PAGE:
In today’s advertising world, millions and millions of dollars are spent on advertisement. Ads for Super Bowl 30 second and minute slots cost in the millions of dollars, all the while the companies are hoping their clever ads will result in an increase in product sales. Product placement can cost a company in the millions as well. There are times companies can find other ways to negotiate having their product in the movie. M&M had an opportunity to be part of Steven Spielberg’s “E.T. the Extraterrestrial” movie but turned down the offer. Hershey Foods negotiated not paying for the use of their Reese’s Pieces, instead agreeing to promote “E.T.” in exchange for $1 million worth of advertising. Was this worth the investment? Hershey’s profit increased by 65% during the movie’s run.
More and more companies and businesses are turning to product placement to advertise. This is partially because in today’s use of digital recorders, families can skip over the traditional commercial breaks with the consumer not seeing any of the ads, so the bang for their dollar becomes less valuable to the business. Companies and businesses are continually seeking new and different ways to get consumers to see their product and to remember their products to increase sales.
The first recorded product placement may go back to the 1896 films of Auguste and Louis Lumiere and their connection to Lever Brothers in France. Their films feature Sunlight Soap, carefully placed so the film viewer can see the product name. The 1927 silent film, “Wings”, contained a plug for Hershey’s chocolate and a 1931 film, “M”, showed a banner for Wrigley’s PK Chewing Gum. In the 1932 film, “Horse Feathers”, Thelma Todd’s character falls out of a canoe and calls for a life saver and Groucho Marx throw’s her a Life Savers candy.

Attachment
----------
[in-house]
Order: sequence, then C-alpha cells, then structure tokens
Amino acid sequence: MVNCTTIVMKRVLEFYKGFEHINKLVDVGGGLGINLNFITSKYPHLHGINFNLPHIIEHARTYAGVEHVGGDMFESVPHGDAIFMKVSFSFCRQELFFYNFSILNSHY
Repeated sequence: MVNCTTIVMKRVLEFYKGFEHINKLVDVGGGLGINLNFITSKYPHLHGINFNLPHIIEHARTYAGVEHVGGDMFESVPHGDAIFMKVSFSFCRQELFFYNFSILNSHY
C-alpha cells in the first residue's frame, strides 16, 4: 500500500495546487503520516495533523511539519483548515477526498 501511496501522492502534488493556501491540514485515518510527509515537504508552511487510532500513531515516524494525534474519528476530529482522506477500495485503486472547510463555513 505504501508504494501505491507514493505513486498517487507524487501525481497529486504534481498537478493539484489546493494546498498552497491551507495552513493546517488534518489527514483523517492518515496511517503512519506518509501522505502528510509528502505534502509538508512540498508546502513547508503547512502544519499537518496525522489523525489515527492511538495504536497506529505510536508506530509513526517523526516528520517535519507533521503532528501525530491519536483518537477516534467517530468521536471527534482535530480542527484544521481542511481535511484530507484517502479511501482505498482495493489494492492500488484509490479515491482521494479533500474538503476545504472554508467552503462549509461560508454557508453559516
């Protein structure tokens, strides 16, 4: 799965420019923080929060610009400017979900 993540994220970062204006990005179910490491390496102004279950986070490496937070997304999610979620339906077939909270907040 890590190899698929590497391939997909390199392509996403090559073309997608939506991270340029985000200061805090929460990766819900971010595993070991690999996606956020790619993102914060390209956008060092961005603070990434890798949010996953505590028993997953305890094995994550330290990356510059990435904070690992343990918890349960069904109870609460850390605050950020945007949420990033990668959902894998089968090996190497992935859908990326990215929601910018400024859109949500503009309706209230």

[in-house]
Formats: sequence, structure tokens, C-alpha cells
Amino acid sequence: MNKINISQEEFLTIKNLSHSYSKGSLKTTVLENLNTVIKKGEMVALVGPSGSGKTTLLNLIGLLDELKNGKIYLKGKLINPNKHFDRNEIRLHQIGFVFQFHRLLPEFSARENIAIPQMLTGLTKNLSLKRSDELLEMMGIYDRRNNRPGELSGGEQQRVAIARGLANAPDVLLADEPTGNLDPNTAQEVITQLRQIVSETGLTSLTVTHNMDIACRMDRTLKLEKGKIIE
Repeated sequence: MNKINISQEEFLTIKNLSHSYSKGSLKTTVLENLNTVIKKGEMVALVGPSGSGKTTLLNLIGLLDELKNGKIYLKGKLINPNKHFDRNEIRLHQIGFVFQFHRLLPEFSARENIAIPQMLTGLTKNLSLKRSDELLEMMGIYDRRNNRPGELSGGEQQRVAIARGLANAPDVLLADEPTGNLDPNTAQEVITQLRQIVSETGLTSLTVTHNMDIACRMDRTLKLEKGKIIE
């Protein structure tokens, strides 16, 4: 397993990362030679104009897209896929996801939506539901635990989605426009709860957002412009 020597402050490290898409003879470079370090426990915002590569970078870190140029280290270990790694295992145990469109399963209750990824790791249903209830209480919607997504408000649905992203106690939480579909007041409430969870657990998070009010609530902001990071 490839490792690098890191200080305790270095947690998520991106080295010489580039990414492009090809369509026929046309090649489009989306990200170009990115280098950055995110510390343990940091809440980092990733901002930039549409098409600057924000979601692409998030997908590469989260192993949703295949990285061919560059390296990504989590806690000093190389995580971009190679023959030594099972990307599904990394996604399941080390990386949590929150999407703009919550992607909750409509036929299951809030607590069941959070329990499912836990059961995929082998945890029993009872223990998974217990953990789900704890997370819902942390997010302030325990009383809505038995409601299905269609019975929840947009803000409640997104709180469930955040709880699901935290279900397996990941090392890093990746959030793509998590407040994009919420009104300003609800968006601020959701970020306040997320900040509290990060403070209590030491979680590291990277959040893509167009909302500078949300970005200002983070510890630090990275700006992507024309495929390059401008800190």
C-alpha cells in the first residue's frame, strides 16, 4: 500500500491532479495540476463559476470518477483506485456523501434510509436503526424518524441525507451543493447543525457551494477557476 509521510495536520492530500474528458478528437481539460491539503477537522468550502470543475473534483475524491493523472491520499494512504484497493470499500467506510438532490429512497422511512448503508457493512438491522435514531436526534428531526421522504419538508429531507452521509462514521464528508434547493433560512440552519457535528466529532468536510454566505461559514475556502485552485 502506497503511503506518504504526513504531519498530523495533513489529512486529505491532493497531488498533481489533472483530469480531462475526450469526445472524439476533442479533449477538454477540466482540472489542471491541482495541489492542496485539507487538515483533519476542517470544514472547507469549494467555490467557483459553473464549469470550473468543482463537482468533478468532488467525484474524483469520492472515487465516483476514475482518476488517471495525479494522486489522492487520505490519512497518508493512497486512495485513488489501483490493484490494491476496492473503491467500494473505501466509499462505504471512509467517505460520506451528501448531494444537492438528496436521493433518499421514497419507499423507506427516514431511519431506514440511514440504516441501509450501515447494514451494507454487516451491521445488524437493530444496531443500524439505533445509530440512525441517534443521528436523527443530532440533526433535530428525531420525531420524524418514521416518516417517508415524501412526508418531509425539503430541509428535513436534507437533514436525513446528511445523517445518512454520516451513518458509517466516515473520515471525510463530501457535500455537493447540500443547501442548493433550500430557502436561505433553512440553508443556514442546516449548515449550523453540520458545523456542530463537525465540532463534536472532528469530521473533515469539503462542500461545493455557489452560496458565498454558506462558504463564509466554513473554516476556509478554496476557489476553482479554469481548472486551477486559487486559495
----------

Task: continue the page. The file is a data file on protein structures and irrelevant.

I pointed out in a previous article that cars play a prominent role in various movies and the result can see a huge increase in car sales, for example the sales skyrocketing for Mustangs after the movie “Bullitt”. In “Superman II”, Superman crashes into a giant Coca-Cola advertisement and saves people on a bus bearing an ad for Andrew Lloyd Webber’s “Evita” before he smashes into a Marlboro deliver truck. The ads can be subtle, but memorable. In the television show “Smallville”, Clark Kent eats Cheerios for breakfast. In Tom Hanks popular movie, “Castaway”, the name Wilson is spoken and shouted numerous times, referring to his created friend, the Wilson volleyball. In “Jurassic Park”, not only are Ford cars prominently used, as well as other products, like Barbasol shaving cream, but the film also features a “Jurassic Park Souvenir Store”, with numerous products, leading to increased sales in the Jurassic Park toys at Toys R Us and other stores. Look at the success of Lego’s with the various Lego’s movies. The list goes on and on and on. Product placement has been a large part of the television and movie industry for years, adding to the profits for both media moguls.